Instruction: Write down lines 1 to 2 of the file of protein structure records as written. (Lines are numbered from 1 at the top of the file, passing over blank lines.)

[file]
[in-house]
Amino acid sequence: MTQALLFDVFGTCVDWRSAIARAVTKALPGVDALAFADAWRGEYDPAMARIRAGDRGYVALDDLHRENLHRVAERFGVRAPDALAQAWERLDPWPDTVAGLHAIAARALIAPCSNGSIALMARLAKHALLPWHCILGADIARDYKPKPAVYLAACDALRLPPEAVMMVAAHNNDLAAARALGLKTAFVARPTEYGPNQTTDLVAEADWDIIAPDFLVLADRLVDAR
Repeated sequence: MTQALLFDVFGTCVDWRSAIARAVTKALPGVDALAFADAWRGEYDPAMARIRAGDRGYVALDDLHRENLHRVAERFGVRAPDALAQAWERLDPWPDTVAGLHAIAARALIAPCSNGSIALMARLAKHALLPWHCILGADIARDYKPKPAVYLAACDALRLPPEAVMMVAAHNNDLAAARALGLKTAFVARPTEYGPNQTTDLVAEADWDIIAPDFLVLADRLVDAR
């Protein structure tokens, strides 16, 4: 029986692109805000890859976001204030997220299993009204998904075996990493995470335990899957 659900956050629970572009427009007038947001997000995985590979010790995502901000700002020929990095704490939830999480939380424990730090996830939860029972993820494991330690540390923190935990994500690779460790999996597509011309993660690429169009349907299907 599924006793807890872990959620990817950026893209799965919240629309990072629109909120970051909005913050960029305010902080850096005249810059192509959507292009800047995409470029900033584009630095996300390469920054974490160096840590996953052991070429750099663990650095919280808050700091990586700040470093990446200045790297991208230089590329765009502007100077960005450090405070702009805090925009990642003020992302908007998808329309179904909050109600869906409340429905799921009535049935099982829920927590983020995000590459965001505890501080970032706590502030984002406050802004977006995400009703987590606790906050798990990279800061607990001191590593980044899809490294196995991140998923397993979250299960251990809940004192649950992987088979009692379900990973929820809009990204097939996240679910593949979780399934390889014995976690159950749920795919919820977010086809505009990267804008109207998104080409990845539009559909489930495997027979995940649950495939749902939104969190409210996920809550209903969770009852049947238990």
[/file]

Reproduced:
[in-house]
Amino acid sequence: MTQALLFDVFGTCVDWRSAIARAVTKALPGVDALAFADAWRGEYDPAMARIRAGDRGYVALDDLHRENLHRVAERFGVRAPDALAQAWERLDPWPDTVAGLHAIAARALIAPCSNGSIALMARLAKHALLPWHCILGADIARDYKPKPAVYLAACDALRLPPEAVMMVAAHNNDLAAARALGLKTAFVARPTEYGPNQTTDLVAEADWDIIAPDFLVLADRLVDAR